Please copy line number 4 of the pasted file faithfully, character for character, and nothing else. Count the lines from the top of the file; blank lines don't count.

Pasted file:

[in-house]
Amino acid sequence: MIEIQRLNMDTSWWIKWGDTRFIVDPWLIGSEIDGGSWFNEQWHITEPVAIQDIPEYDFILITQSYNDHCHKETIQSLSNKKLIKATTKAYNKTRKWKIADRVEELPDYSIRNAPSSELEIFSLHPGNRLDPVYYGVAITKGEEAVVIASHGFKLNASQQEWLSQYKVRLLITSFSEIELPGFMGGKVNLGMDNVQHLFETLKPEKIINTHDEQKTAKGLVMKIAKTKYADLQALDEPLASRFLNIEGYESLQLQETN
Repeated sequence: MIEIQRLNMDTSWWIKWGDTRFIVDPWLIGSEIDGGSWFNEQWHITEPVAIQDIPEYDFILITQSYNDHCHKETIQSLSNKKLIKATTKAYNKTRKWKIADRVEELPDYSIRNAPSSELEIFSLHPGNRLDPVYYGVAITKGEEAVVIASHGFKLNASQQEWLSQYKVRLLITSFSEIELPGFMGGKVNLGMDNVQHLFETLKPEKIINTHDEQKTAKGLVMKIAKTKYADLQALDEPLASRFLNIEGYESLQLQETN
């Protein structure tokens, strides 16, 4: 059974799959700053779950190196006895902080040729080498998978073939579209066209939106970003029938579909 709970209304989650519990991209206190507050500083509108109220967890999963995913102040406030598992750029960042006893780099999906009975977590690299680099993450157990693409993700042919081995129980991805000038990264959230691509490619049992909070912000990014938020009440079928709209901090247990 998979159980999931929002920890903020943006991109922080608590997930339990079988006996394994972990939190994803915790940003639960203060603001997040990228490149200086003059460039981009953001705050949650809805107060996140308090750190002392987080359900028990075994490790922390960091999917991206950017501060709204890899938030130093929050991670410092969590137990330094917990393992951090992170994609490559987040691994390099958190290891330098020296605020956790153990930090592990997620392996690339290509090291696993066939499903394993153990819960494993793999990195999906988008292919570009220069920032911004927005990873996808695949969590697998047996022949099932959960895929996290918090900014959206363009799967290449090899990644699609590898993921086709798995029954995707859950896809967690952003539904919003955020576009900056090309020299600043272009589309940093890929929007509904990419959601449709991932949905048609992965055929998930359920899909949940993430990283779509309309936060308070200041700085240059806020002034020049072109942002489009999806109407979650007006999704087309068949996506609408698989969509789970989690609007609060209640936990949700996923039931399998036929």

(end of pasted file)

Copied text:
């Protein structure tokens, strides 16, 4: 059974799959700053779950190196006895902080040729080498998978073939579209066209939106970003029938579909 709970209304989650519990991209206190507050500083509108109220967890999963995913102040406030598992750029960042006893780099999906009975977590690299680099993450157990693409993700042919081995129980991805000038990264959230691509490619049992909070912000990014938020009440079928709209901090247990 998979159980999931929002920890903020943006991109922080608590997930339990079988006996394994972990939190994803915790940003639960203060603001997040990228490149200086003059460039981009953001705050949650809805107060996140308090750190002392987080359900028990075994490790922390960091999917991206950017501060709204890899938030130093929050991670410092969590137990330094917990393992951090992170994609490559987040691994390099958190290891330098020296605020956790153990930090592990997620392996690339290509090291696993066939499903394993153990819960494993793999990195999906988008292919570009220069920032911004927005990873996808695949969590697998047996022949099932959960895929996290918090900014959206363009799967290449090899990644699609590898993921086709798995029954995707859950896809967690952003539904919003955020576009900056090309020299600043272009589309940093890929929007509904990419959601449709991932949905048609992965055929998930359920899909949940993430990283779509309309936060308070200041700085240059806020002034020049072109942002489009999806109407979650007006999704087309068949996506609408698989969509789970989690609007609060209640936990949700996923039931399998036929």